You’ve probably heard about the latest Facebook game to raise awareness of breast cancer, asking women to post how many weeks they are and what they are craving. Last year’s game was about the color of your bra and where you left your purse. Somehow, these cryptic status updates are supposed to raise awareness of breast cancer. This year’s weeks/craving meme has the unintended effect of making all of your friends and family wonder if you are pregnant and questioning the status of their relationship with you if they were out of the loop on such monumental news and had to learn it from your Facebook status. It has also caused quite a stir in the infertility blogosphere.

I know it is tempting to write off all of us who disagree with this meme as curmudgeons, but guess what – even those suffering from breast cancer aren’t fans of these types of memes.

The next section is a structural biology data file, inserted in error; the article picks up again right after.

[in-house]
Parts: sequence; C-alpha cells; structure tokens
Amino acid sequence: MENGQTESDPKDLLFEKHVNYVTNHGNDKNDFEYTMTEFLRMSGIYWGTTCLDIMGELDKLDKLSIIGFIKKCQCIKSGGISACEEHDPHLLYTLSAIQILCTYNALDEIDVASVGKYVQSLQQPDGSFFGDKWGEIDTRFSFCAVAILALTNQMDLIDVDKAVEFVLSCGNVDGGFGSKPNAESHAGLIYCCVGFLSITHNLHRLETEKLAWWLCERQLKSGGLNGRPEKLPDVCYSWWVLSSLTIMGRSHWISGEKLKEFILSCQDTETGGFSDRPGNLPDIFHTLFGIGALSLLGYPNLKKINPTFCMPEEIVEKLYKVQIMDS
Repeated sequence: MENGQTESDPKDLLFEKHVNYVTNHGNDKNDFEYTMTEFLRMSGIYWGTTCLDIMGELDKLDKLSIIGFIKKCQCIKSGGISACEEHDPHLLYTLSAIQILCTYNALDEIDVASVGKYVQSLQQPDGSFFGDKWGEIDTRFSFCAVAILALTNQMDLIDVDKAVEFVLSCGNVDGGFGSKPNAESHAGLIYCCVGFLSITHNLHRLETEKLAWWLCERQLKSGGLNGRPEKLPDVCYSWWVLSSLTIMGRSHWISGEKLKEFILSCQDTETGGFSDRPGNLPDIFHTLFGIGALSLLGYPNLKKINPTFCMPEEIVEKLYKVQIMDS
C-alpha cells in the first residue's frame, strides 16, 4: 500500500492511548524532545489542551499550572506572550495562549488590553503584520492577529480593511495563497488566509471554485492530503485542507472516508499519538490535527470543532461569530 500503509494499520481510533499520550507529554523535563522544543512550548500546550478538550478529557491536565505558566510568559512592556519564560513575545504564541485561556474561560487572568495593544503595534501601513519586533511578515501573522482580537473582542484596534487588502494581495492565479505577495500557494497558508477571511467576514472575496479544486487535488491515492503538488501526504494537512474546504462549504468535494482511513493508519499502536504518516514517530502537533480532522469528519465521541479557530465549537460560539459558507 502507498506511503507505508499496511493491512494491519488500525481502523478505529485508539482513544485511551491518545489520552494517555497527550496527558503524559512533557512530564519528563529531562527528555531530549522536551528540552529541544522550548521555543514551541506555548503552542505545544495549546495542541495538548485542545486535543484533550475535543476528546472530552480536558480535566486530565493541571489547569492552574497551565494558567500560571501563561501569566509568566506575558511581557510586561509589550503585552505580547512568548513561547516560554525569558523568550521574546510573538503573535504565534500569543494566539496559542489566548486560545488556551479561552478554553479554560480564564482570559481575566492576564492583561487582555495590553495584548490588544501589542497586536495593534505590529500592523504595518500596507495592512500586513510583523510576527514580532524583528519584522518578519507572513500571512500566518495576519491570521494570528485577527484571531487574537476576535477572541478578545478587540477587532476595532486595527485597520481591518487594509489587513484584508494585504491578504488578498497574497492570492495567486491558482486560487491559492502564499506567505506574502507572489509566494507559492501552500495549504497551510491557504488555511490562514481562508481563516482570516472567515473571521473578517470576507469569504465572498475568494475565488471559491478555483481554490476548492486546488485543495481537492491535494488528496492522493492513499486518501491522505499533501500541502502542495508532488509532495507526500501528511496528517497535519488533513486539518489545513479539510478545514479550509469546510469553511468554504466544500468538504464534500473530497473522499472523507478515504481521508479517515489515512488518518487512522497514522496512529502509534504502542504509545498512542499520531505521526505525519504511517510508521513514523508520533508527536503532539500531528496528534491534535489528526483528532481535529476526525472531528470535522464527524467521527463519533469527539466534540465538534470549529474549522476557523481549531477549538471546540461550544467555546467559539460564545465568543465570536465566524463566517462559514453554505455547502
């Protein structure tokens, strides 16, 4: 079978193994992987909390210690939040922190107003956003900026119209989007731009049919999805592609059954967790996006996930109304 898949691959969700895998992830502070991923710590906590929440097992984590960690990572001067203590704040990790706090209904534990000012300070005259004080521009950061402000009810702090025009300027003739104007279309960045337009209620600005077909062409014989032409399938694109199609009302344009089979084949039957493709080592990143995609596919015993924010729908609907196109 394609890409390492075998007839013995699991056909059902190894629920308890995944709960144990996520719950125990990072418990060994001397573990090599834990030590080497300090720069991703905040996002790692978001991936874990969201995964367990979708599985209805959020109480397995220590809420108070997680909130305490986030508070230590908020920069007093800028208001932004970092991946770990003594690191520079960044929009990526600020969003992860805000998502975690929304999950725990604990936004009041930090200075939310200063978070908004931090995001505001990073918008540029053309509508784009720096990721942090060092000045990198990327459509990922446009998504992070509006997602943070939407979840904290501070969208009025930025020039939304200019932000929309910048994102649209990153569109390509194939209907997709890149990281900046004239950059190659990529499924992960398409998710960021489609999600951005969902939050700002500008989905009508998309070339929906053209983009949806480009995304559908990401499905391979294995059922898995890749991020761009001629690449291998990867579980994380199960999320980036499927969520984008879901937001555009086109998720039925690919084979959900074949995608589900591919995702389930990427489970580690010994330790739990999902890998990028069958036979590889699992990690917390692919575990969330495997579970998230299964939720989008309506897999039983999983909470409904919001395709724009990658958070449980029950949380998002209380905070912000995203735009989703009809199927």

Normally I would just roll my eyes at the lemmings participating without giving a moment’s thought to what they are doing and whether it even makes sense, but this particular meme impacts me in two ways: as an infertile, it dredges up those feelings that Mel wrote about in her post as well as someone who is much more acquainted with cancer than she would like to be.

A year ago yesterday, my coworker died of prostate cancer only one year after his diagnosis. He tried to work as long as possible, so we saw the deterioration, the brutal effects of his chemotherapy. There was a month in which he couldn’t sit down the entire day because of intense pain. We shared the highs and lows as he received a bit of good news and then bad news and then really, really bad news.